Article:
and open to Her Wisdom."
29th Day of the 3rd Lunar Cycle
Ruled by Hecate
Lunar Tree Cycle of Nion/Ash
15th Day of the Celtic Tree
Month of Fearn/Alder
29th Day of the Cycle of Raven -
Days of Raven
Moon Phase: waning Balsamic
Moon rises: 5:50AM EDST
Moon sets: 6:15PM EDST
Moon in Pisces v/c 11:12PM EDST
Ceridwen's Cycle of the Moon
Lunar Meditation: The compassionate
surrender of night.
Sun in Aries
Sunrise: 7:05AM EDST
Sunset: 7:43PM EDST
Solar Question for the day: "What
is being initiated in your life at
Imbolc (Gwyl Mair) Quarter
of the Year
April 1st, 2011
Freya's Day - Venus Day, Day of Sharing and Relationships....there are minor magickal energies today to resolve quarrels with friends, lovers.
April Fool's Day - From Kate West's "The Real Witches' Year"
Fools have long been considered to be blessed by the Gods; indeed it used to be thought lucky to meet one on the way to work. The Fool is the first card of the Tarot where he represents the start of the magical journey and the step into the unknown. He is also still represented in decks of ordinary playing cards by the Joker or Jester. The Fool is also linked with the Jester in his role of storyteller, or Bard, who travelled around taking news from place to place. Not only that but with connotations of riotous frivolity he is associated with fertility festivals, and may appear as the Teaser in midsummer Rites. His staff or wand with bells relates back to the sticks which were used to beat fertility into the population at the festivals of Pan. Hence he is linked with the trickster Gods Puck and Loki.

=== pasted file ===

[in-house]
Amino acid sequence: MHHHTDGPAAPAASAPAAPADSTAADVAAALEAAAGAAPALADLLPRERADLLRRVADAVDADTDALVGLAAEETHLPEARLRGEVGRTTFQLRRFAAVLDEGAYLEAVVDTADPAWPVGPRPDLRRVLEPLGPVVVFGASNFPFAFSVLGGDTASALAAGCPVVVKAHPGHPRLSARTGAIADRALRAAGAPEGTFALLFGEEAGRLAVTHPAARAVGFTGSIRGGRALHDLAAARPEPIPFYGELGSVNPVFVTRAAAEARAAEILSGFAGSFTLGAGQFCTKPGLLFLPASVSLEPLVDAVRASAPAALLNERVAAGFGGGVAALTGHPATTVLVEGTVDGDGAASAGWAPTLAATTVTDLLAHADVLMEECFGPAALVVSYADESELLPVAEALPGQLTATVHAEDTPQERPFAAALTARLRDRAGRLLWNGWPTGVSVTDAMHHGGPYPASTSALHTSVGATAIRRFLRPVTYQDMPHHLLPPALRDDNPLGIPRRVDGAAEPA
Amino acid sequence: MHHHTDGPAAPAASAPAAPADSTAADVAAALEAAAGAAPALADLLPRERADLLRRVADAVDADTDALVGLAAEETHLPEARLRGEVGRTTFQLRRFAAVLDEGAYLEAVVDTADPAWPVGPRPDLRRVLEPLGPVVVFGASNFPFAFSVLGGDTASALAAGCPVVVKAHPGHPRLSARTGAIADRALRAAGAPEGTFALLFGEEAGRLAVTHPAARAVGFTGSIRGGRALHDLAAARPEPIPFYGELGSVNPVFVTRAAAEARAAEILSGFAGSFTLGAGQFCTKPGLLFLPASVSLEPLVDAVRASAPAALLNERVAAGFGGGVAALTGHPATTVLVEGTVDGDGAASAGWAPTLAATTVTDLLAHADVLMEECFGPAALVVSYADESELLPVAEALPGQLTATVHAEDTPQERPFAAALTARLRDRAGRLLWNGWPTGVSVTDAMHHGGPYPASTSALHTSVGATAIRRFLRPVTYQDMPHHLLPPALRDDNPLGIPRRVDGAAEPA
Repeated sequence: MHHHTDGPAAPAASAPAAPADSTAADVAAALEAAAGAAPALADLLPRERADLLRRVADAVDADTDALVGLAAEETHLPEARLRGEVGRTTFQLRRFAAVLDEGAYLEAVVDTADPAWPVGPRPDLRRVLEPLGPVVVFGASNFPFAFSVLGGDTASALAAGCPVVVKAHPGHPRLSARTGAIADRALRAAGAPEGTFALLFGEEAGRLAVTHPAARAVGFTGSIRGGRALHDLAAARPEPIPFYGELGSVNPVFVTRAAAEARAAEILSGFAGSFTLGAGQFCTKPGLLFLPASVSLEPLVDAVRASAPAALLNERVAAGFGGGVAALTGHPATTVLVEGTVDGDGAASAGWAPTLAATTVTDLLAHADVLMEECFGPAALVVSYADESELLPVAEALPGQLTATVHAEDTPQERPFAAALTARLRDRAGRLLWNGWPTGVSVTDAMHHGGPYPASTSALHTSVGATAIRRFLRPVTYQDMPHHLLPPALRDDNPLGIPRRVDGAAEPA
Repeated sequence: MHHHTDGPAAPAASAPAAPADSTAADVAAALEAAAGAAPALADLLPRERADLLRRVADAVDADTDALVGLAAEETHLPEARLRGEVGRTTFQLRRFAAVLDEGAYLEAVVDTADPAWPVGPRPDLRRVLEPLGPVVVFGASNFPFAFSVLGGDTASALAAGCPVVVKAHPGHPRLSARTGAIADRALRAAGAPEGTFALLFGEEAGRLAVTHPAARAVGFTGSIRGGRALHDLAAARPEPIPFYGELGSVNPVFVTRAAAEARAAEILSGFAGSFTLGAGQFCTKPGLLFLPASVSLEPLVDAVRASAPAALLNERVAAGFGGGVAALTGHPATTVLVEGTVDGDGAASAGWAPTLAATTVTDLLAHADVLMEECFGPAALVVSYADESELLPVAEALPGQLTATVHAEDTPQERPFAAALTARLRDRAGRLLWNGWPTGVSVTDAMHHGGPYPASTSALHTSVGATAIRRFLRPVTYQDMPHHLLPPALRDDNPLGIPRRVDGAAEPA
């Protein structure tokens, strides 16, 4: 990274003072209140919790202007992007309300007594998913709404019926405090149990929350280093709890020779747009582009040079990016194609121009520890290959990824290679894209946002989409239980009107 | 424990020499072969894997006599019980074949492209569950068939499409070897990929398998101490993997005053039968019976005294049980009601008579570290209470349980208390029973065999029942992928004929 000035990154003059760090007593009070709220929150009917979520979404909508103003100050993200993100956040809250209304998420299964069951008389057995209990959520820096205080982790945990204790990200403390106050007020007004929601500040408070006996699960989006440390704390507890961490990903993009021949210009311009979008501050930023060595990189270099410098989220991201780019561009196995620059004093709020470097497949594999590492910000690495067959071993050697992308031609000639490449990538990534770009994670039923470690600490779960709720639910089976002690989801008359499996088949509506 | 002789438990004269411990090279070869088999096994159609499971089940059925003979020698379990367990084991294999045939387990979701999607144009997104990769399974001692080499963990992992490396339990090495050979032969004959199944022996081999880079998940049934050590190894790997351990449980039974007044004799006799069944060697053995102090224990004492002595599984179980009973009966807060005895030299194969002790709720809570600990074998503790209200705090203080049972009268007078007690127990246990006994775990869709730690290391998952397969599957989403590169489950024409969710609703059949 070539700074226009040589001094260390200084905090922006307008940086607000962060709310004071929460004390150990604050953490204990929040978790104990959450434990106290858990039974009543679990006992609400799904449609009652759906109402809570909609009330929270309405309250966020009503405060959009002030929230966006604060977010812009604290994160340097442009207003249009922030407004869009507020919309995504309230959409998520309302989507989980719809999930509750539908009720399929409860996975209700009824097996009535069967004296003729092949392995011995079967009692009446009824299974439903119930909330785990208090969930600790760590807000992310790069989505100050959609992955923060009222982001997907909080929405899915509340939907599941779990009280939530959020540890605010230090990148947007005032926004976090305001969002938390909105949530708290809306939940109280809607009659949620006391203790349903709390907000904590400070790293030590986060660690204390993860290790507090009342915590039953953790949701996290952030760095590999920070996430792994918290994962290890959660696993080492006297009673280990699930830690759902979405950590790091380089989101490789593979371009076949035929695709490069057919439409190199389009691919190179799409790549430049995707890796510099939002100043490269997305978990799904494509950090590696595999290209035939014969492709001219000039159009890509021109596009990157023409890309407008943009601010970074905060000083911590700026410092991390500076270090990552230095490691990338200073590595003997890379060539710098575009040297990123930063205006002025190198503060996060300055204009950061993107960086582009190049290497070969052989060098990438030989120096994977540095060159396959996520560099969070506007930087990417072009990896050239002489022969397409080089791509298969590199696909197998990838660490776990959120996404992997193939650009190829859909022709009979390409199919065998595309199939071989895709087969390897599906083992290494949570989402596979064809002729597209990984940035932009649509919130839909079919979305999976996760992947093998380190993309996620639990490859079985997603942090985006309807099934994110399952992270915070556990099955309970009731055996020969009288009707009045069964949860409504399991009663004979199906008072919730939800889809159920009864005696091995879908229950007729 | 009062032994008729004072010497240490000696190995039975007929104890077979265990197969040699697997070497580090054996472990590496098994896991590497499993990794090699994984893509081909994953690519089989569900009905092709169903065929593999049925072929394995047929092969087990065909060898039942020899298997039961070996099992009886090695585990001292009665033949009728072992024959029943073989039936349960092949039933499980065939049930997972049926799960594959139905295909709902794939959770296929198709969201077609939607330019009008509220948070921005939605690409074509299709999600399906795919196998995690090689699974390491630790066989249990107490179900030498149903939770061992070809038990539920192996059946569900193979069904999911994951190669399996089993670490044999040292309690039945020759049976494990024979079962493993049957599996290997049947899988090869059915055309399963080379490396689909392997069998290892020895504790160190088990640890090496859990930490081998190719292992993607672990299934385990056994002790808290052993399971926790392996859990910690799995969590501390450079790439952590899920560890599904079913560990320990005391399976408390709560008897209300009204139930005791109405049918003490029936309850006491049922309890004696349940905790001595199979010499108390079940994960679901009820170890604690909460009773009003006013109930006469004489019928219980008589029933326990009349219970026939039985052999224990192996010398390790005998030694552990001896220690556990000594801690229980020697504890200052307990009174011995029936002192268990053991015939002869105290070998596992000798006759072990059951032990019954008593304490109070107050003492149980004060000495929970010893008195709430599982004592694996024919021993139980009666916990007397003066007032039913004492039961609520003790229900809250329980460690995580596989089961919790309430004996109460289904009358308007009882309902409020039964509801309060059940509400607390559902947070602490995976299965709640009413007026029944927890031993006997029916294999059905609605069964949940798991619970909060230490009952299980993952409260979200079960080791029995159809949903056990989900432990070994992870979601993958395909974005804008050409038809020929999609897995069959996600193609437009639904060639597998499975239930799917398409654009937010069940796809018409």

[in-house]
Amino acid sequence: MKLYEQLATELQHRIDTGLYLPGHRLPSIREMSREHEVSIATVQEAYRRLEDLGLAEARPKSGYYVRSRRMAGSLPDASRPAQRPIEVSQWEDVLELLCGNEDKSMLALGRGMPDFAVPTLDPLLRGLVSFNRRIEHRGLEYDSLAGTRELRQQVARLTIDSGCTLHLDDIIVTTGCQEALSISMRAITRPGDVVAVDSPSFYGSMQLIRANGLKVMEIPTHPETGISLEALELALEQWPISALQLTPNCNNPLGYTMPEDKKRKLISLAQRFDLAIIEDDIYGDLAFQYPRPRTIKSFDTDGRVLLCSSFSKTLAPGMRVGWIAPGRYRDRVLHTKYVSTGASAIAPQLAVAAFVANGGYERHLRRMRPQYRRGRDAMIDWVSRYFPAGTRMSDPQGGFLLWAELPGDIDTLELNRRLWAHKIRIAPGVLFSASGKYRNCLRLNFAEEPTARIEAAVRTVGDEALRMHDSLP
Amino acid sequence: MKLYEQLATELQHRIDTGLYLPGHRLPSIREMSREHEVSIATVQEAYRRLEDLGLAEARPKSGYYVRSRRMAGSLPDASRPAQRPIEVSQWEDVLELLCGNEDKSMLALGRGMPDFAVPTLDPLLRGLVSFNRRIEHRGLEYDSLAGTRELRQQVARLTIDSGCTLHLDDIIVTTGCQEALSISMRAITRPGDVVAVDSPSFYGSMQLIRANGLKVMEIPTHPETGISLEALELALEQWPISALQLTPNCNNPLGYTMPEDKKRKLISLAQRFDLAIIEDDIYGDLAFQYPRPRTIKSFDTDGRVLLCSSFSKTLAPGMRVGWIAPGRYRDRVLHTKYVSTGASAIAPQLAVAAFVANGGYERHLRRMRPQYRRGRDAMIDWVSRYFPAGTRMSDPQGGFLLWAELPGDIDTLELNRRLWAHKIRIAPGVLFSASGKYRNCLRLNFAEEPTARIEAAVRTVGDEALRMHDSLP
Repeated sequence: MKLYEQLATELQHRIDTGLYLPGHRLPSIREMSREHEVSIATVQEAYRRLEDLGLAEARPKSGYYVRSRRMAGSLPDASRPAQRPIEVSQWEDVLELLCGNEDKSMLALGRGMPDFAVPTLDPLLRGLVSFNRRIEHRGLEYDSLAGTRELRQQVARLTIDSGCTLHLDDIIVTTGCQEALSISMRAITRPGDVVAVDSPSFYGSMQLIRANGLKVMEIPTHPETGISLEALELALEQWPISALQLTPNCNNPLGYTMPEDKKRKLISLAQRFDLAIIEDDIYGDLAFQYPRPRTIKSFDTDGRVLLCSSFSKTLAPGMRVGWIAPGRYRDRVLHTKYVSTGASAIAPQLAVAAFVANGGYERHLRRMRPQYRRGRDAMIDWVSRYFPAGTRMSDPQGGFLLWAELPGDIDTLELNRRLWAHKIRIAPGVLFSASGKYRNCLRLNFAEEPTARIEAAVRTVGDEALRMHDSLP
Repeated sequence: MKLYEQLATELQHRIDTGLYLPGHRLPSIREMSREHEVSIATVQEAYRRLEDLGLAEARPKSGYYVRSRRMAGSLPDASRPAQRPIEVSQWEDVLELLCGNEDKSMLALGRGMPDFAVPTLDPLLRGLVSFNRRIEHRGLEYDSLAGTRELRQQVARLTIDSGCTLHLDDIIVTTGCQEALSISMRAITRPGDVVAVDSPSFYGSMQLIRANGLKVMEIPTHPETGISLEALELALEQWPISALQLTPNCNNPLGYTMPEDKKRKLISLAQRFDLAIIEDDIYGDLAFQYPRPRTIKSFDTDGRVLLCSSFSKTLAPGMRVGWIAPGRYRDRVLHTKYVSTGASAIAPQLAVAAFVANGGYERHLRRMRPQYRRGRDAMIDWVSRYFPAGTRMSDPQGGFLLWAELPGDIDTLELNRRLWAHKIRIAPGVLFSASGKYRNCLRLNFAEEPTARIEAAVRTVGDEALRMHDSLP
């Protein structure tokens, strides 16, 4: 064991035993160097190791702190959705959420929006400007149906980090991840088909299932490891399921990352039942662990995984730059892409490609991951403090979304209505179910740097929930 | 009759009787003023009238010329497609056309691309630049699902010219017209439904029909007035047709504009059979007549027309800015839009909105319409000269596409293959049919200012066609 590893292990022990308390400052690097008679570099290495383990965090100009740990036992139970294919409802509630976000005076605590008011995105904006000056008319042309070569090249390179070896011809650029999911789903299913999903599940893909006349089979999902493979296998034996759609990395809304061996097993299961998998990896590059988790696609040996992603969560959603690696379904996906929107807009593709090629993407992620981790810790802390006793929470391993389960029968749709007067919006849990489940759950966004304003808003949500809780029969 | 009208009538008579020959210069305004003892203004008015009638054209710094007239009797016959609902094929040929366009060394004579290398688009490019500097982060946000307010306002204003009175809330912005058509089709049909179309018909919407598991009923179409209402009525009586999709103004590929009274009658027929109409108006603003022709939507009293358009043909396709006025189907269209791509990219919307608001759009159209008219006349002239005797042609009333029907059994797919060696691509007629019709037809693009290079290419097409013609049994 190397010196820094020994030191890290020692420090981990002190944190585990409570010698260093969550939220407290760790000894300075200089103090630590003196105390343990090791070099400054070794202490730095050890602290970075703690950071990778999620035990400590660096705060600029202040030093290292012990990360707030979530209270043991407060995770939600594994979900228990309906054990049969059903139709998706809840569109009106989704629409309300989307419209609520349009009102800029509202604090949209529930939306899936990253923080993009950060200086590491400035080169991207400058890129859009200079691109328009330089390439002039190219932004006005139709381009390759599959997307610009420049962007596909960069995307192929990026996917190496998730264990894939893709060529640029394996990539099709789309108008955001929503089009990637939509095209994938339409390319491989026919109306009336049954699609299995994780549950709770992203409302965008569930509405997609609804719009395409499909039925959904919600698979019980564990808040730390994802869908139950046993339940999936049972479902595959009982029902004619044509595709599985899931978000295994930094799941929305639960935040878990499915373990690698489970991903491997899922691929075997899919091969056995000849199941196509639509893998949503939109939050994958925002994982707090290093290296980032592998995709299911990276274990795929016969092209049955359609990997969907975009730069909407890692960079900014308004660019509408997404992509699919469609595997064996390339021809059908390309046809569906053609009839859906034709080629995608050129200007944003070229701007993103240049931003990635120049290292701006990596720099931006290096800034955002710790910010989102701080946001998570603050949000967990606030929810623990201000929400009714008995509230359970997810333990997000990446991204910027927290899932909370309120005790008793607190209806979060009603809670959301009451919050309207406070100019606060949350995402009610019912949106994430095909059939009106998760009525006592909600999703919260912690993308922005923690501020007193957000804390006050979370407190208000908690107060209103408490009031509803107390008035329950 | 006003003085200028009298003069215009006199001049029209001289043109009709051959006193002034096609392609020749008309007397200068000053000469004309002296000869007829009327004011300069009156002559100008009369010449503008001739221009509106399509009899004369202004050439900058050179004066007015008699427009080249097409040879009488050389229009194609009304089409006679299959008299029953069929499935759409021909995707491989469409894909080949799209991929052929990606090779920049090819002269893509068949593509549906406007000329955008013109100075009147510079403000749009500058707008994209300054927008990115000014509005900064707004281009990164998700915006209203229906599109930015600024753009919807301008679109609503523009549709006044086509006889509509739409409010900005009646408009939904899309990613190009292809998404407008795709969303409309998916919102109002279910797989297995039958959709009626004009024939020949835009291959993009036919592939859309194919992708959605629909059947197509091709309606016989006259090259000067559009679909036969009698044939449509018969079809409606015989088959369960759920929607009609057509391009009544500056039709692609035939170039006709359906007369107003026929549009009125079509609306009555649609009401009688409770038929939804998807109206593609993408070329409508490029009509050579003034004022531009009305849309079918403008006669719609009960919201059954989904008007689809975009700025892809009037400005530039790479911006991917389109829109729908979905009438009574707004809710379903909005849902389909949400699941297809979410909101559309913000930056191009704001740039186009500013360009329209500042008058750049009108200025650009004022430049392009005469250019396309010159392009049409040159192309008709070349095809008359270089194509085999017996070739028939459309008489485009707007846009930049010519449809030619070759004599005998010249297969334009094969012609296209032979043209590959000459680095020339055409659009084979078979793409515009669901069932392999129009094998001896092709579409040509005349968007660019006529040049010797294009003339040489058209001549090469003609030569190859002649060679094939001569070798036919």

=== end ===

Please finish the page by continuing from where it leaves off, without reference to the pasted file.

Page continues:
To gain a greater understand of the Fool, take this card from a Tarot deck and place one green and one red candle on either. Light them and focus on the image before you. As you meditate on it, consider the journey of the Fool: where is he going? Who will he meet?
"With a fool no season spend
or be counted as a friend."
____ The Wiccan Rede
From "Seasons of the Witch" Datebook
April Fool's information, etc.